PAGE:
Yamaha CS-60 part 2: The capacitor list

Replacing capacitors in an old piece of electronics has become a somewhat frequent endeavor in my world. I am woefully behind on recapping all the stuff I have that should have it done for reliability and worry free service, so I do it as needed rather than because I want to. The CS-60 could probably soldier on for years with its old capacitors, but I would feel a lot better about using it regularly if I knew it was less likely to experience a failure, and there is always a chance that a failure would result in damage to nearly impossible to find ICs. You could say it is cheap but time consuming insurance to replace the caps.

What’s in the box? A lot of wires, circuit boards and very carefully tied little string loops and knots to keep the wiring harness organized.

Generating a capacitor list is an iterative process that starts with an assessment of what you have and ends with an order placed to your favorite electronic component dealer. The steps I follow are below. Mouser and Digikey seem to be the go-to folks for us here in the USA.

  1. Determine if any capacitors have been replaced before. You can do this by looking at the caps themselves: are they all the same type by rating and appropriate age? Or looking at the solder pads: are there any that are extra shiny? If any capacitors have been replaced before you need to make sure the new ones are the right ratings by cross referencing the service manual or an original unit.
  2. Identify what is in the unit you are going to recap. Make your list by circuit board so if you lose track of where you are, you don’t have to start at the beginning. If the unit you are going to recap has them identified by number (C1, C2, C3 etc) use this nomenclature so that again, its easy to go back and double check stuff without starting over. Service manuals are notorious for containing mistakes. You need to look at what is physically present. Be careful handling the boards, don’t pull on the harnesses and don’t try to bend stuff out of the way so you can read the caps. Take your time and use a flashlight and magnifying glass. On the CS-60 the boards themselves are marked with the ratings of the components right by the components.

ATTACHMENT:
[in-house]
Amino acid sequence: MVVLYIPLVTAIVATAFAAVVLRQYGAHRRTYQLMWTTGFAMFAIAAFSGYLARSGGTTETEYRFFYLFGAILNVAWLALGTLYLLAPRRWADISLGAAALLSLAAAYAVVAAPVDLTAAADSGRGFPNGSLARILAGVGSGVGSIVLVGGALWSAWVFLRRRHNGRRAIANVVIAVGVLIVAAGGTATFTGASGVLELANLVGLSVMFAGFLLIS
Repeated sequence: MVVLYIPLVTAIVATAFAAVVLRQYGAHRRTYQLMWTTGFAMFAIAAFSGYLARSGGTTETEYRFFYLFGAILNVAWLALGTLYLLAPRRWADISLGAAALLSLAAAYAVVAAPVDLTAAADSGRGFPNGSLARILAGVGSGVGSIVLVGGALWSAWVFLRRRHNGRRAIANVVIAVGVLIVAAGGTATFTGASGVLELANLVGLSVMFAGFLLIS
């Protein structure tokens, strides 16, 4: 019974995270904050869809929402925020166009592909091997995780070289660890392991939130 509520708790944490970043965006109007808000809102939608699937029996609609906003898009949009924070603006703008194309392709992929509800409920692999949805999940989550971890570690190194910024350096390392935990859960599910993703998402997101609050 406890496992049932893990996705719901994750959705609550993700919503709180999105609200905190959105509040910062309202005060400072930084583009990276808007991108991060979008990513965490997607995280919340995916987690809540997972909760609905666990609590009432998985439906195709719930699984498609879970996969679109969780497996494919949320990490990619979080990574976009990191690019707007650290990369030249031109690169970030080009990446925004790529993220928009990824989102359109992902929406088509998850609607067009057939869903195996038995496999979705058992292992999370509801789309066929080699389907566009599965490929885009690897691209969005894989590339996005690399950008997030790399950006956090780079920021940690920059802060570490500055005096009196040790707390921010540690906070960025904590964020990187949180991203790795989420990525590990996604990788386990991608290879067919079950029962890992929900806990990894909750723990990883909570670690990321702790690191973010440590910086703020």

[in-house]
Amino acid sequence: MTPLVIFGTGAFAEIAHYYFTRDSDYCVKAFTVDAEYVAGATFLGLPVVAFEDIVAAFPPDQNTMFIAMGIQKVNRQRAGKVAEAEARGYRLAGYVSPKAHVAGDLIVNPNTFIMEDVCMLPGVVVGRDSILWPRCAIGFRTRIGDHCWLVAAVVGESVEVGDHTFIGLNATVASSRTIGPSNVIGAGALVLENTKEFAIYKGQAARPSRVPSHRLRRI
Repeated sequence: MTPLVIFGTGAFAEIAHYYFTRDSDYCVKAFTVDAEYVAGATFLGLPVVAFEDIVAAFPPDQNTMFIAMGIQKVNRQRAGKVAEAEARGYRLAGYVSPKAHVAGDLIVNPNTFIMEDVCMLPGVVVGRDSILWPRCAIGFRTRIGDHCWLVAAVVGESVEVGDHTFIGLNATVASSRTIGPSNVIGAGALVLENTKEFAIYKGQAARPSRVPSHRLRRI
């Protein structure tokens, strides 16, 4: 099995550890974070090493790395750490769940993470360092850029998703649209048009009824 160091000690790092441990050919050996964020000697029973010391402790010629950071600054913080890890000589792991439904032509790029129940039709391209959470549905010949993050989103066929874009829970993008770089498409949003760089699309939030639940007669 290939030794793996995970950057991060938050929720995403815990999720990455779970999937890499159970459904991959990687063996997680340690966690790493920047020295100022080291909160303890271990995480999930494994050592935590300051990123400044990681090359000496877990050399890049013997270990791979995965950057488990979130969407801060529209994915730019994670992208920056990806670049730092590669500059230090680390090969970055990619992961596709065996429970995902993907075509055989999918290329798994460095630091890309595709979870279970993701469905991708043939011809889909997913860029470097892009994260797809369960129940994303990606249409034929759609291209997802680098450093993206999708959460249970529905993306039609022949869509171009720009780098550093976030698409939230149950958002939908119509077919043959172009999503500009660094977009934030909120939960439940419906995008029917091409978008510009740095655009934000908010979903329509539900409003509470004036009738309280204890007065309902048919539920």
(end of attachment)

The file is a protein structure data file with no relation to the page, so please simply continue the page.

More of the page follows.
3. Compare what you identified with what’s in the manual as a sanity check. If there are any discrepancies try to figure out why. Did you misidentify a capacitor? Is there a mistake in the manual or a mistake in manufacturing assembly? Is it something someone changed that you didn’t identify as such? In the end, you need to be sure that the capacitor you are going to solder in there is correct.
  4. Condense your list from board lists to a master list and by rating. If you have a 10uf 16v and a 10uf 25v – condense that to 2x 10uf 25v. If there was also a 10uf 50v you could order 3 of those. You can up the voltage a step or two. Generally speaking, higher voltage rating equals higher cost and larger size. In manufacturing you want to minimize these two things. Capacitors have gotten smaller and lower cost in the 40+ years since this was new, and you probably don’t care about saving a few pennies.